Something new just happened in Cuba. Ordinary citizens took to the streets demanding democracy and economic reform in large-scale, anti-government demonstrations not seen since the 1959 revolution. The island’s authoritarian regime responded with mass arrests and quick convictions without due process.
America’s trade embargo and isolation of Cuba, in effect since the 1960s, is the longest failed foreign policy in U.S. history. Instead of bringing down the communist regime, the unilateral U.S. embargo facilitated the consolidation and maintenance of its absolute power.
President Obama was right to ease restrictions on travel to Cuba and to establish diplomatic relations with Havana, and President Trump was wrong to reverse that progress. But the blame for Cuba’s political and economic woes ultimately rests on the regime itself, not on the United States.
I saw this for myself in May 2006, when I traveled to Cuba as part of a small, Indianapolis-based humanitarian mission. Our trip took us first to Camaguey, in the center of the country, and then to Havana. At that time, Cuba was still firmly under the control of Fidel Castro. The Cuba I experienced was a beautiful country, rich in history, culture and faith, with stunning (if crumbling) architecture, prime agricultural land, and wonderful people.
But as I witnessed, the church was under constant surveillance, there was no free-market commerce, the grocery shelves in the state-run stores were empty, all billboards displayed political propaganda, cell phones were banned for ordinary Cubans, and there were no boats in Havana Harbor (lest people use them to flee the island). And as my small group of Americans discovered in one particularly scary episode at the Camaguey bus station, the secret police were watching us.
Without notice, plain-clothes male and female officers (whom we thought were just a local husband and wife waiting with us for the bus to Havana) emerged from the shadows; confiscated our passports, luggage and return tickets to the United States; and left us alone in a small room to assume the worst. They returned after 30 minutes and released us with sly grins and no explanation.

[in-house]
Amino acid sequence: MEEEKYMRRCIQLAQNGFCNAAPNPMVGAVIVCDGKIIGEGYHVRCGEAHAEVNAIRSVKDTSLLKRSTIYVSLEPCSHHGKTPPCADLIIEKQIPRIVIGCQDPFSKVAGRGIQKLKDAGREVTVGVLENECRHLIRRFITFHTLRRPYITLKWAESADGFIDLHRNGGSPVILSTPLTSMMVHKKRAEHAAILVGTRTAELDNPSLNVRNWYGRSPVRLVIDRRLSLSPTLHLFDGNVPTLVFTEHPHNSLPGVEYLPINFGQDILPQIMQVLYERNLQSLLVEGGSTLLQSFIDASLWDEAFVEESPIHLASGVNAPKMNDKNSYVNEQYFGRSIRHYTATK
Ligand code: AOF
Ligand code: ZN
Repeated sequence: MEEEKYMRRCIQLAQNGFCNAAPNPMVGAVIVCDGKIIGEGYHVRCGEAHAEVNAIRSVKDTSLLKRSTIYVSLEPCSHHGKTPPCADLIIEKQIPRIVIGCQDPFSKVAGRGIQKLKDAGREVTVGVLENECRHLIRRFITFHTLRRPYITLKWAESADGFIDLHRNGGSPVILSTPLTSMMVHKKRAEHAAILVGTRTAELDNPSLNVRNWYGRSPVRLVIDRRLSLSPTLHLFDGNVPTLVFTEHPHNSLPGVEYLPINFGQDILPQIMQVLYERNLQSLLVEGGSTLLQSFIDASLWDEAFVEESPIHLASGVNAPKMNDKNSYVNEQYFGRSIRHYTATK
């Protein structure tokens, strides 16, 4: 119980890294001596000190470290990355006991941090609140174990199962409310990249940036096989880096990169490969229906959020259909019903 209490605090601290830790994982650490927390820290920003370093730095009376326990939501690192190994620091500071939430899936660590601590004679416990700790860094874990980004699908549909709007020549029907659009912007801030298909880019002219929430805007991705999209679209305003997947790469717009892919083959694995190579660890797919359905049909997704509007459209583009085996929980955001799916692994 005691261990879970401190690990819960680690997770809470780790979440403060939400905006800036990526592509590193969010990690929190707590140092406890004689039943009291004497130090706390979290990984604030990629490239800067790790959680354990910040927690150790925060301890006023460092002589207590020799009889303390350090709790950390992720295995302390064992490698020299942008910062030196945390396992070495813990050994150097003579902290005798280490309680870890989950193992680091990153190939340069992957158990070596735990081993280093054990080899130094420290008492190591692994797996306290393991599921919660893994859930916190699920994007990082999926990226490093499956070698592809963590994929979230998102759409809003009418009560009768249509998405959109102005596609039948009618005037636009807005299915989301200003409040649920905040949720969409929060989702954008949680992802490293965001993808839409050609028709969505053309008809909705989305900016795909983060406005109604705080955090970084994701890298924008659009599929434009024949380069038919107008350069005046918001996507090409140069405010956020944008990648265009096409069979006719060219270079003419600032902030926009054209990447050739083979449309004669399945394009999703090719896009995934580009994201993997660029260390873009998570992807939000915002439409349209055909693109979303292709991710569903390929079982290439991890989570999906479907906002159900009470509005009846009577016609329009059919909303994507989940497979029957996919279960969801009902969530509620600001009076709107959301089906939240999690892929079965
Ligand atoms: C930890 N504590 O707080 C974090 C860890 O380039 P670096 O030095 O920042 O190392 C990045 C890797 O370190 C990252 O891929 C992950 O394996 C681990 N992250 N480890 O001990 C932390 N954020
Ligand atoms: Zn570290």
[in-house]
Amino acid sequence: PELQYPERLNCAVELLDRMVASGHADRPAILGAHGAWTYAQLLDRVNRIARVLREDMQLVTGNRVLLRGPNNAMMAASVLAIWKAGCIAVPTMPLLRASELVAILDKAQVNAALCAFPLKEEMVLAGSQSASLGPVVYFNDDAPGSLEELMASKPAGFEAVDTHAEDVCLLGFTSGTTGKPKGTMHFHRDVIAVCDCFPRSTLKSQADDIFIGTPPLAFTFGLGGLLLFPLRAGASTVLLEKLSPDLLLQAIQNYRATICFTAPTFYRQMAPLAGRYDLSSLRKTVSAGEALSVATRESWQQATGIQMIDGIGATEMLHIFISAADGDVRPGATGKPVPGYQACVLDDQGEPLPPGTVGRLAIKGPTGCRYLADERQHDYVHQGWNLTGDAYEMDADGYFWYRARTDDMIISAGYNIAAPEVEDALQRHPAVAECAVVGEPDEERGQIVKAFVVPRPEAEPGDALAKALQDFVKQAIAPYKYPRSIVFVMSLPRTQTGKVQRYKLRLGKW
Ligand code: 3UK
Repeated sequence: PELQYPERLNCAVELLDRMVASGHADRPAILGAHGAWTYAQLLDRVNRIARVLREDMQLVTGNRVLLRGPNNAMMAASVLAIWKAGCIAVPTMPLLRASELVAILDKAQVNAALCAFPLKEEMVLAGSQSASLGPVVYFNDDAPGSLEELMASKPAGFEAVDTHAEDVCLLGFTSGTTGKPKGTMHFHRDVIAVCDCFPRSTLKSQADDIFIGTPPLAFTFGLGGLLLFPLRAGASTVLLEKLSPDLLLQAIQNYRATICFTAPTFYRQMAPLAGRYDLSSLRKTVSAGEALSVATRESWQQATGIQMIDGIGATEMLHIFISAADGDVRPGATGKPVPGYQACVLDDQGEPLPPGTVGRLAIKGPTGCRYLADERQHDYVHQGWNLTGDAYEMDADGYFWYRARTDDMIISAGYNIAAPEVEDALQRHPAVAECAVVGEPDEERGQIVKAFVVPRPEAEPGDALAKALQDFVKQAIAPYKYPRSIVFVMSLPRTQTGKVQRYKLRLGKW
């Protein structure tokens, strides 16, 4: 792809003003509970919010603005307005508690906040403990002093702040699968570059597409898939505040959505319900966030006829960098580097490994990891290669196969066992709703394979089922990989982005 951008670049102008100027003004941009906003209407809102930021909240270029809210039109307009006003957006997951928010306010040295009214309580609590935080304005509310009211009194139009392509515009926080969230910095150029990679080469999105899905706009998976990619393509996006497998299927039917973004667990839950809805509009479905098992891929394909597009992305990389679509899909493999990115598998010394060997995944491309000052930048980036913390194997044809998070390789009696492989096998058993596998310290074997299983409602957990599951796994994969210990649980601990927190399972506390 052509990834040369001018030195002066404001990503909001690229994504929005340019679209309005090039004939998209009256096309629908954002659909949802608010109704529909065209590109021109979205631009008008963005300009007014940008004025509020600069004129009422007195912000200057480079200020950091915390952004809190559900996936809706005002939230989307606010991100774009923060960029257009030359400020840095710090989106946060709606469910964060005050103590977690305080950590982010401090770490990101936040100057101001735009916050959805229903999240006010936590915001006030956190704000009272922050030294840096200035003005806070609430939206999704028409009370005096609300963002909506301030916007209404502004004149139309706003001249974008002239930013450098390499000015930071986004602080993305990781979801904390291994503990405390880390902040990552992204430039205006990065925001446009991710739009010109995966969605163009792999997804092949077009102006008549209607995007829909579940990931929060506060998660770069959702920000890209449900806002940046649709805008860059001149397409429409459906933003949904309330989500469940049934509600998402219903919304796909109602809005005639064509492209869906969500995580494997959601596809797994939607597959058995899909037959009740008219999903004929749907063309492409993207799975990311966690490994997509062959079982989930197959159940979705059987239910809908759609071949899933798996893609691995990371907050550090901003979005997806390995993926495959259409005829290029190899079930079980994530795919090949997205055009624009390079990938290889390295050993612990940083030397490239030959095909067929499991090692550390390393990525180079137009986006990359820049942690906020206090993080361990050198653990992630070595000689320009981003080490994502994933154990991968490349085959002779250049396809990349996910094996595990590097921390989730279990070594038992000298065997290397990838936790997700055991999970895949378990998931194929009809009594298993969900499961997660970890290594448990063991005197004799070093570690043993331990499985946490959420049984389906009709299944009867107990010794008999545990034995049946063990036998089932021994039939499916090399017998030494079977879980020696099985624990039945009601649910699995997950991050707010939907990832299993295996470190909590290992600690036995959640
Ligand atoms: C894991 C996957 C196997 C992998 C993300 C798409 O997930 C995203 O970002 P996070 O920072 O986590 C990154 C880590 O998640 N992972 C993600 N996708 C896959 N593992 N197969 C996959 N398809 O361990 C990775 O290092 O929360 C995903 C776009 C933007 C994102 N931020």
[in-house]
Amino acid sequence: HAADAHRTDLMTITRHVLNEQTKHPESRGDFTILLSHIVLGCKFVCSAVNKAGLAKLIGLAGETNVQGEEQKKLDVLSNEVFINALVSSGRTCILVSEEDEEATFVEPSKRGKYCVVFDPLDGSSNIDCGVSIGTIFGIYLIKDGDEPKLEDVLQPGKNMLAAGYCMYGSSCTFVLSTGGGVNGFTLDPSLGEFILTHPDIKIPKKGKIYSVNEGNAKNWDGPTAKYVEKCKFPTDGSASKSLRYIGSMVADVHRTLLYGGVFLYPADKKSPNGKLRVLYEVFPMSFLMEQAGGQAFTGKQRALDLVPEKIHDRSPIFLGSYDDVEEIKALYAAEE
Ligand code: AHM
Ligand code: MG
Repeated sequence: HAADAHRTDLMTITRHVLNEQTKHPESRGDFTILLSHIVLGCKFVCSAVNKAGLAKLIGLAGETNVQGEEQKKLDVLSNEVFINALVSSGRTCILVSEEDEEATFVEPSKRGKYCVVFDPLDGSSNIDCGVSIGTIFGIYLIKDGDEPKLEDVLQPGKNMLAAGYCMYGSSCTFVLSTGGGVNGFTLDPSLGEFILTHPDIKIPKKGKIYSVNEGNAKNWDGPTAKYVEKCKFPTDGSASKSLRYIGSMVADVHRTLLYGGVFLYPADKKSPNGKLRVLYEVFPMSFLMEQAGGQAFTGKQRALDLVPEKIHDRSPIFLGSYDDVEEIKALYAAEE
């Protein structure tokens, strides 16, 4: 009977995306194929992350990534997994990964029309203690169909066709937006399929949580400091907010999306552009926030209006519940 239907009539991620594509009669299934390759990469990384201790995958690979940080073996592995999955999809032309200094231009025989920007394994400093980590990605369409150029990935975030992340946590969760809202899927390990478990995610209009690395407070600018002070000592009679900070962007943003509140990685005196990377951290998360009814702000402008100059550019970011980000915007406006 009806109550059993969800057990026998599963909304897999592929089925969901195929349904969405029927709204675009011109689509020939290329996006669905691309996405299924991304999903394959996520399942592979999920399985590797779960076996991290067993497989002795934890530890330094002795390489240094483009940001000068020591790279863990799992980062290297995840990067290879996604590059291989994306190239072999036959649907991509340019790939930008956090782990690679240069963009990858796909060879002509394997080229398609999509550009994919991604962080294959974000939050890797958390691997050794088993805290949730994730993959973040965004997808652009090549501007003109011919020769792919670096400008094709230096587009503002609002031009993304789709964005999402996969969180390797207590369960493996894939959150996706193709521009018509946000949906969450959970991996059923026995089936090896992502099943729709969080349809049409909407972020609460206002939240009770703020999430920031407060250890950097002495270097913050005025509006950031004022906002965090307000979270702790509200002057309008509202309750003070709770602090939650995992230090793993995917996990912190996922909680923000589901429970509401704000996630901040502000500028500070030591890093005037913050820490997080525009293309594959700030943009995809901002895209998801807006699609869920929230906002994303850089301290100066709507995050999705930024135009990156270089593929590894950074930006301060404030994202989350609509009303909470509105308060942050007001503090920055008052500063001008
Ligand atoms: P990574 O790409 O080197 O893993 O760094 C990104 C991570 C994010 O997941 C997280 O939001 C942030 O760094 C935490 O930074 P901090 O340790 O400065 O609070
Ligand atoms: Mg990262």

For the regime’s security officials, this was simply an entertaining, arbitrary exercise of their unchecked power. For us, it was an unnerving half hour of uncertainty in which we could easily have been “disappeared.”
If Castro’s police officers were free to harass a group of Americans with such impunity, imagine what they could do to ordinary Cubans. The political scientists Friedrich and Brzezinski long ago wrote of the “psychic terror” totalitarian regimes instilled in their subjects to keep them down. I thought of that phrase when a priest in Camaguey told me, “Every Cuban is born with a policeman in his head,” and I thought of it again in the bus station.
Cuba has opened up a bit since I was there, and some Americans give the regime a pass because it provides universal health care and its education system has produced high rates of literacy. But Cuba is not Denmark. It is not a social democracy—indeed, there is nothing democratic about Cuba. Mussolini made the trains run on time, but we don’t say Italian fascism was OK because it built good infrastructure.
The cry of today’s pro-democracy protesters is “Homeland and Life,” a play on Cuba’s communist slogan, “Patria o Muerte” (Homeland or Death), which I saw displayed on propaganda billboards and on Cuba’s currency. I hope the brave demands for democracy will ultimately lead to a better life on that beautiful island.•
Atlas, a political scientist, is a senior lecturer at the Paul H. O’Neill School of Public and Environmental Affairs at IUPUI. Send comments to firstname.lastname@example.org.
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